Elementary school teachers and teacher educators have expressed concerns about what students learn as they engage in design and technology activities. This study was designed to identify students' understandings of selected technology concepts, and changes in those understandings across a range of age levels corresponding to grades 2, 4 and 6 at elementary school. Following an extensive interview program and subsequent data analysis, it is argued that commonalities and variations in understandings exist within and across age levels. The identification of these commonalities and variations is examined for their implications for classroom teachers, the development of more appropriate design and technology programs, and preservice and inservice teacher education.
A framework for the development of design and technology curricula by the various states in Australia has been established in two documents-a national statement and a national profile in Technology Education ( Curriculum Corporation, 1994a , b ). Technology has been defined as involving "the purposeful application of knowledge, experience and resources to create products and processes that meet human needs" ( Curriculum Corporation, 1994a , p. 3). This framework, in common with other international and national statements (e.g., American Association for the Advancement of Science (AAAS), 1993 ) and curriculum documents (e.g., Queensland Schools Curriculum Council (QSCC), 2000 ), stressed the importance of providing students with opportunities for participation in meaningful learning experiences in which they could draw upon their existing knowledge of materials, tools, machines, and systems, as well as gather and use information from a variety of sources. Further, the framework indicates that the meaningful learning experiences should facilitate the engagement of students in problem solving to produce an end process, product, or artifact, thus enabling their construction of new and deeper understandings of design and technology concepts and processes. The intentions of the framework were linked with outcome statements that reflected the attainment by students of a range of problem solving skills, manipulative skills, and, in particular, understandings of design and technology concepts.
A relatively small amount of research has been done on students' understandings of design and technology concepts, or technical knowledge ( Bennett, 1996 ; Gustafson, Rowell, & Rose, 1998 ; Levinson, Murphy, & McCormick, 1997 ; Twyford & Järvinen, 2000 ). This limited research base represents a constraint for teachers, teacher educators, and curriculum developers who wish to capitalize on the rich and varied content of technology. Clearly, more research in this area is needed to support effective implementation of technology programs and enhance the preservice and inservice training of teachers.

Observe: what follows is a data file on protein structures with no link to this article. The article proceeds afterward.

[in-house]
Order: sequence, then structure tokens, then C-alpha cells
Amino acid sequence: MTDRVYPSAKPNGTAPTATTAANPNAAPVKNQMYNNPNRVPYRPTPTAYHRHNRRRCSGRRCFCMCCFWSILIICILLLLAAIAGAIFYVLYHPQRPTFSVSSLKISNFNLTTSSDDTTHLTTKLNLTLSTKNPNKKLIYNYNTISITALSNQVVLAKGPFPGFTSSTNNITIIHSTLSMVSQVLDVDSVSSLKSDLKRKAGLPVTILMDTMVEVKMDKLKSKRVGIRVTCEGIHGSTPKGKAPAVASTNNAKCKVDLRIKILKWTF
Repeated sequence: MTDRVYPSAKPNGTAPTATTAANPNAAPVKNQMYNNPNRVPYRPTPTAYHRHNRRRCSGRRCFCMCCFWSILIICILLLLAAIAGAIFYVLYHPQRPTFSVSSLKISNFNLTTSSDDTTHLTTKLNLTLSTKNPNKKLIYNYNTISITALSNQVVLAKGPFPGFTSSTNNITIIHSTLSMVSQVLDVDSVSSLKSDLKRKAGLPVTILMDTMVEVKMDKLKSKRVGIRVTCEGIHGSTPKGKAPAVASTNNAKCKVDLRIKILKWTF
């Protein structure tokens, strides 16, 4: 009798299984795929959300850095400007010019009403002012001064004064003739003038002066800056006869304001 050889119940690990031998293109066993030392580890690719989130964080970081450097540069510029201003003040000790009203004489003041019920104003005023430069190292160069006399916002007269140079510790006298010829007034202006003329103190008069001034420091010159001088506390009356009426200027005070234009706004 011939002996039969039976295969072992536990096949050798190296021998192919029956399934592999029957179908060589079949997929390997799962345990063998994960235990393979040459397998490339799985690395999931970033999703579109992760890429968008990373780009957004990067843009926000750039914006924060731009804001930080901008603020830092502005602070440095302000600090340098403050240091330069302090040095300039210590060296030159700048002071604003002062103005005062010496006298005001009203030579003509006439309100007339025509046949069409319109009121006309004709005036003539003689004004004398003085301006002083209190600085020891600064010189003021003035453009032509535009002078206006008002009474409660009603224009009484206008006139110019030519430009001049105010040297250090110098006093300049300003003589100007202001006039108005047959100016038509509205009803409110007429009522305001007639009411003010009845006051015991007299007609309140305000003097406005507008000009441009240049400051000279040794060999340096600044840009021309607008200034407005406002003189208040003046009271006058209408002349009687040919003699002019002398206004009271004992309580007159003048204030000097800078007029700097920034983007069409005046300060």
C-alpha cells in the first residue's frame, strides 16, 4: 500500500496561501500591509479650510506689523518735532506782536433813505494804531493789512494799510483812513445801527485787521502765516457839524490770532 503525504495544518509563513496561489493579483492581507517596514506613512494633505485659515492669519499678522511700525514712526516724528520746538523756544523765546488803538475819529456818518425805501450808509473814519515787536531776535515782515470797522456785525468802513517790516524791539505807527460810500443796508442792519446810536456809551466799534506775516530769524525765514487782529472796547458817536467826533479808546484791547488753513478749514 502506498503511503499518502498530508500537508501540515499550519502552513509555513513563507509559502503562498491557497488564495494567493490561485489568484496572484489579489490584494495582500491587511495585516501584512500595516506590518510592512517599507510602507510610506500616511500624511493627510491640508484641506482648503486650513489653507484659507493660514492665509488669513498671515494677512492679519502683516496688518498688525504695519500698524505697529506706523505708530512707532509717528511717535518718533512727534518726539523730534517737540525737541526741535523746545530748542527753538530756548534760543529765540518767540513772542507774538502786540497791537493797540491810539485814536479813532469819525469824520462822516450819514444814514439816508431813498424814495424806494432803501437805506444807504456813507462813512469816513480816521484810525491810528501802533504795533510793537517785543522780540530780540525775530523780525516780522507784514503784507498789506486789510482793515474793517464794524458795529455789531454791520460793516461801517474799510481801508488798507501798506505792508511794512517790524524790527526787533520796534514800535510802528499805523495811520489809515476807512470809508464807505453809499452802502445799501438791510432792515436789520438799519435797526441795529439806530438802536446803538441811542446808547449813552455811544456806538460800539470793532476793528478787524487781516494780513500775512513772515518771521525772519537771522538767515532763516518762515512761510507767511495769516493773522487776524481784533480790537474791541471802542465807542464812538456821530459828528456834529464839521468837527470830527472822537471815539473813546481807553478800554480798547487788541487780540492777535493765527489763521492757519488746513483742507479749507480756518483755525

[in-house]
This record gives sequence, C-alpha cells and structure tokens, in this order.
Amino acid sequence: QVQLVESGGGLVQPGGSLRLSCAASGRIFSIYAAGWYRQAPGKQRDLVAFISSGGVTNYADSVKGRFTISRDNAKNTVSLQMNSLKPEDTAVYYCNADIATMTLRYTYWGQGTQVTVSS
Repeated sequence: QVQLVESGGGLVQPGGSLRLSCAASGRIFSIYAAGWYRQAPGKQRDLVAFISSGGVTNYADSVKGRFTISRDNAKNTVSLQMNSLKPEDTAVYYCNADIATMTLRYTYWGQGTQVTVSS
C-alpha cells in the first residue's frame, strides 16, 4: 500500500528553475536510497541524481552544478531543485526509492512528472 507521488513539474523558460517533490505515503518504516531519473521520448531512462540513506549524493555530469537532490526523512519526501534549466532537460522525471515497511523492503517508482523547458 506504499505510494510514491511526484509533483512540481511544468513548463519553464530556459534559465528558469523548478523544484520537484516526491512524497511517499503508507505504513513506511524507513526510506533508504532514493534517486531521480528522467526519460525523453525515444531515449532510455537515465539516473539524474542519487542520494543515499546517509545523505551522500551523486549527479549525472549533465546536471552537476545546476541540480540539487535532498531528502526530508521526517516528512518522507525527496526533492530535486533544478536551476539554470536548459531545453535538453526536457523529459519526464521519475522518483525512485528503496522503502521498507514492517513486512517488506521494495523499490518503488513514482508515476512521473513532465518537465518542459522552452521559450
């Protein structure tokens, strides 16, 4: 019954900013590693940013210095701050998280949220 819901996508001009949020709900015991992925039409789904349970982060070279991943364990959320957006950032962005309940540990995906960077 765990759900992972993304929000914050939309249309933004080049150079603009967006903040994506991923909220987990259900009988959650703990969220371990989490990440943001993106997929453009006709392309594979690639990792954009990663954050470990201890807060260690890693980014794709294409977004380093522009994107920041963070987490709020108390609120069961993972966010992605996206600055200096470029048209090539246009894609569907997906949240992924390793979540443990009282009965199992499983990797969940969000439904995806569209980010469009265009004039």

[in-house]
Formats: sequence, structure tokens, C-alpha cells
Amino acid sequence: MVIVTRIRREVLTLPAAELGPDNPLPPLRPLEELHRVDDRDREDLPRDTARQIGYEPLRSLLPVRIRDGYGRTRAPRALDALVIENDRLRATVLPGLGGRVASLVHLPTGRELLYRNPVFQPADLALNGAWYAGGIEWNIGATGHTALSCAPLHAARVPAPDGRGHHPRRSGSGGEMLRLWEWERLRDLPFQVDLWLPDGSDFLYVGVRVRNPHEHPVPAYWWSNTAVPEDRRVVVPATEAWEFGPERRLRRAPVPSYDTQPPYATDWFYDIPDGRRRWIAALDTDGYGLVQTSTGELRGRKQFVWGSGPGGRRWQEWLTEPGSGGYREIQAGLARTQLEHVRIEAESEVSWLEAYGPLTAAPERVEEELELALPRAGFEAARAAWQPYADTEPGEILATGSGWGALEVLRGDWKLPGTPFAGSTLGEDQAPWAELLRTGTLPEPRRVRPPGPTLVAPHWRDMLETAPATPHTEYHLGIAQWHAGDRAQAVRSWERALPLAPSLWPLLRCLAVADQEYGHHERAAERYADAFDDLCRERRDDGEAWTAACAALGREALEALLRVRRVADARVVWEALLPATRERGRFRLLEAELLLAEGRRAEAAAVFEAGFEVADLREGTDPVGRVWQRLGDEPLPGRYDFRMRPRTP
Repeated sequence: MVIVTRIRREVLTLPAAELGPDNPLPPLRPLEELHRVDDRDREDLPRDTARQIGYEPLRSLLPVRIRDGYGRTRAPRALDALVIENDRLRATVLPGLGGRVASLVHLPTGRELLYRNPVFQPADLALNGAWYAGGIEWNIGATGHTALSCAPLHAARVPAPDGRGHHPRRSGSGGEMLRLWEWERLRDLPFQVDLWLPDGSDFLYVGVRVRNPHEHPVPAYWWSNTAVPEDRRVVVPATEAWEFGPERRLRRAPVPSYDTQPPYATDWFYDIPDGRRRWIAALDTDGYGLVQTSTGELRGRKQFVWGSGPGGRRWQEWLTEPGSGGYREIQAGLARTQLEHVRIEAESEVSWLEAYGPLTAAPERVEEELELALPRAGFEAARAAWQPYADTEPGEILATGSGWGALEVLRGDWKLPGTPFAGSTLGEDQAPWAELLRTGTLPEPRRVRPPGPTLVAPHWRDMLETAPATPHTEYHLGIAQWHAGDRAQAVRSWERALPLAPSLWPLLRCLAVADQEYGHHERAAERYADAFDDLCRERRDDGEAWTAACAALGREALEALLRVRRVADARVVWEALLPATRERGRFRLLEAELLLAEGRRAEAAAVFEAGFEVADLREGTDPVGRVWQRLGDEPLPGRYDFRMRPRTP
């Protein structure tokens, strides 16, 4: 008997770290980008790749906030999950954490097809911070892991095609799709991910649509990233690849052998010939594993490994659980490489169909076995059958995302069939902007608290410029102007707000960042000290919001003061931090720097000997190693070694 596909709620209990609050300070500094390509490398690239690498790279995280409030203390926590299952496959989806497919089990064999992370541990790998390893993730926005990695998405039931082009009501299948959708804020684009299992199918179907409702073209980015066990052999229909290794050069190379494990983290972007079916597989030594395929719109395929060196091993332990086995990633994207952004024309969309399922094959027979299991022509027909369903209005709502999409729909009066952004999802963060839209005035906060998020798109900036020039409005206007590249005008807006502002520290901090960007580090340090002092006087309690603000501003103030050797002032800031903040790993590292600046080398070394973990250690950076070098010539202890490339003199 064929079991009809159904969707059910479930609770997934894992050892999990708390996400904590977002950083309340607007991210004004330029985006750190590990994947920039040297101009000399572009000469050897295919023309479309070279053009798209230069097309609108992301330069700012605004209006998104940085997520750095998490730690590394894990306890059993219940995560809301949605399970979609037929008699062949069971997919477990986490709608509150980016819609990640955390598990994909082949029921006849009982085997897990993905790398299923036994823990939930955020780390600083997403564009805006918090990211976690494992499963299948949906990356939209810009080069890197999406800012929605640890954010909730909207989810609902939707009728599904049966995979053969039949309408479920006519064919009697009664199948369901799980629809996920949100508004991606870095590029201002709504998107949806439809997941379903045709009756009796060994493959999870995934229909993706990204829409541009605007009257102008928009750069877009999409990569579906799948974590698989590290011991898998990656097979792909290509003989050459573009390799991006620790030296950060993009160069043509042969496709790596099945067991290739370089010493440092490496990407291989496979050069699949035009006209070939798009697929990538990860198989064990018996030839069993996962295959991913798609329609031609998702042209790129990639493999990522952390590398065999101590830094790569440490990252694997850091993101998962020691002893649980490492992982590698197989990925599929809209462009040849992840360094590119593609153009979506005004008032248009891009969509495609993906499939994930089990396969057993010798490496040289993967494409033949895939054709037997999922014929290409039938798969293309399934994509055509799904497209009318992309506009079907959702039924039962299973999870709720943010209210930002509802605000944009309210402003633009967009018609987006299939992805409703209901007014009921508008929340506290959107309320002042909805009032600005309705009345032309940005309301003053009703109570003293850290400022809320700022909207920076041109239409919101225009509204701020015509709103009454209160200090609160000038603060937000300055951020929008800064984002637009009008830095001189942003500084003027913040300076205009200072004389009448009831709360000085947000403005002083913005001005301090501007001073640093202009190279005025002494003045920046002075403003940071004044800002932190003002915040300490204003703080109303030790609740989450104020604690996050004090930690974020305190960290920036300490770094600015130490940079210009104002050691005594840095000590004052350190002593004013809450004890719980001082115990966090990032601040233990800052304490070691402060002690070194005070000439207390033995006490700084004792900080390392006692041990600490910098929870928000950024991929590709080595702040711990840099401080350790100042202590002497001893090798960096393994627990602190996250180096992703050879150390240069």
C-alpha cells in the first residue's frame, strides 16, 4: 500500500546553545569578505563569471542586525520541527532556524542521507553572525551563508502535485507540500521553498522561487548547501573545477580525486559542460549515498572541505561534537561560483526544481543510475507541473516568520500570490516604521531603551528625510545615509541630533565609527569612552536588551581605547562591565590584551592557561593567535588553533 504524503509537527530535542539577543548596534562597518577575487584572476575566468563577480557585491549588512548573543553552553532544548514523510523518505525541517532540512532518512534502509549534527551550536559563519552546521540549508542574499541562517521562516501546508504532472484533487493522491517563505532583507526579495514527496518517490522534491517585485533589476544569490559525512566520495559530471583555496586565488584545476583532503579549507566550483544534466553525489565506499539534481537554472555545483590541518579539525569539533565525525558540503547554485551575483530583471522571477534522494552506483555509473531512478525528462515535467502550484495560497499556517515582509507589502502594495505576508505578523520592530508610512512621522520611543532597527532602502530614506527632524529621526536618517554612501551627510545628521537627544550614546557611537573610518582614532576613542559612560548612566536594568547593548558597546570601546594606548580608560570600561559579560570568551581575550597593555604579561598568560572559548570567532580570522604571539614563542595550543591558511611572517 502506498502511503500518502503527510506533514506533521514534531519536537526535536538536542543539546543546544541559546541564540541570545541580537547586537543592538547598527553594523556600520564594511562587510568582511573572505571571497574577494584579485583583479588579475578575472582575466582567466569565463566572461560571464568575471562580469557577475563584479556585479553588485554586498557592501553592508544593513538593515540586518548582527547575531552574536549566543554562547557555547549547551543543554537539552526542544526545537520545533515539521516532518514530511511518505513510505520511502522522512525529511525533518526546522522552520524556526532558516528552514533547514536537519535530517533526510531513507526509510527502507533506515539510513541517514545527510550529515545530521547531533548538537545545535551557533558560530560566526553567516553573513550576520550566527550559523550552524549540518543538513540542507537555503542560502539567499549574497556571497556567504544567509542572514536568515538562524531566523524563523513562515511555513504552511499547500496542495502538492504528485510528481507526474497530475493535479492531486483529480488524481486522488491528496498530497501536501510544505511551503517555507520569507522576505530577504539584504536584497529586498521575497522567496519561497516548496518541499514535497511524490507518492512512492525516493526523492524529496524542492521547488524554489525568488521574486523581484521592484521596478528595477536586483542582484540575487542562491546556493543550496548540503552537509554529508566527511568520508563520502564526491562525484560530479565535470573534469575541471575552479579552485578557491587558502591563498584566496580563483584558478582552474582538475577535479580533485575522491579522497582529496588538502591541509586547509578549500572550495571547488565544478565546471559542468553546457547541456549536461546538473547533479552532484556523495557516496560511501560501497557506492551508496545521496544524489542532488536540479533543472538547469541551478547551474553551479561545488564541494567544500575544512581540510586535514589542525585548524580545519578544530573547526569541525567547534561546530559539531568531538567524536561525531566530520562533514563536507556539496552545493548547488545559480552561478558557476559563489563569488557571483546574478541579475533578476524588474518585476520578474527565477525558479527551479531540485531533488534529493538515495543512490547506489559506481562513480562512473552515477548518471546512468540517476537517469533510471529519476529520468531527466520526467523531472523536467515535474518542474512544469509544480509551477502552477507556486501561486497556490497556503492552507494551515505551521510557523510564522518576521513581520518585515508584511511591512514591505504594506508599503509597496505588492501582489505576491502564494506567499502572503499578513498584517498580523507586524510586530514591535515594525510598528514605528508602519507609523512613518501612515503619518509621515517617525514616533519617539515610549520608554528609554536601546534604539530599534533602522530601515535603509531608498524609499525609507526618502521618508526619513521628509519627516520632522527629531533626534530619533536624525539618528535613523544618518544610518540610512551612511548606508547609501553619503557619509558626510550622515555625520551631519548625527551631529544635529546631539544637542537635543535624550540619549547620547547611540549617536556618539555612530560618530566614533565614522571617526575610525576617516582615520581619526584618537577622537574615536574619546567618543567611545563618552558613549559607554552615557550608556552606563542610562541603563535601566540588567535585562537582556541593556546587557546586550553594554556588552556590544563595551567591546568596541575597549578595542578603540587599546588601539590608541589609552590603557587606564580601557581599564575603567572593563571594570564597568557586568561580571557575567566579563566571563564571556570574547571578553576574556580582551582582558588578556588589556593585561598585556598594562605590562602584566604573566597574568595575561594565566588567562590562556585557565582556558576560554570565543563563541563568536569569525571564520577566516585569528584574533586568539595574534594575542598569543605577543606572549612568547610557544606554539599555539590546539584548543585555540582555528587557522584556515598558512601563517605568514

It may be difficult to define what is concept knowledge in design and technology because of the amount of personal knowledge used at various stages in the design process ( McCormick, 1997 ). A perception also exists that design and technology is underpinned by science-related concepts and, consequently, science education research may already provide some information about concepts in design and technology ( Gustafson et al., 1998 ). However, we argue there are concepts that relate identifiably to design and technology that may already have been explored in science education research, but not in technological settings. For example, although science education researchers have probed students' understandings of the nature and behavior of matter ( Kruel, Watson, & Glazar, 1998 ), we are unaware of research into students' understandings of properties of matter, which should be kept in mind when choosing materials to construct an artifact. Technologists may have to take into account one or more properties of materials, such as strength, flexibility, conductivity, and durability, or so-called "functional" properties ( Cajas, 2001 ), when deciding which material to use for the production of an artifact. Consequently, trade-offs between various properties become an important component of selection and decision-making processes. A useful insight from science education research that can inform investigations into students' understandings of materials in technological settings is that young students tend to link their concept of matter to tangible properties such as weight or heaviness ( Lee, Eichinger, Anderson, Berkheimer, & Blakeslee, 1993 ; Smith, Carey, & Wiser, 1985 ).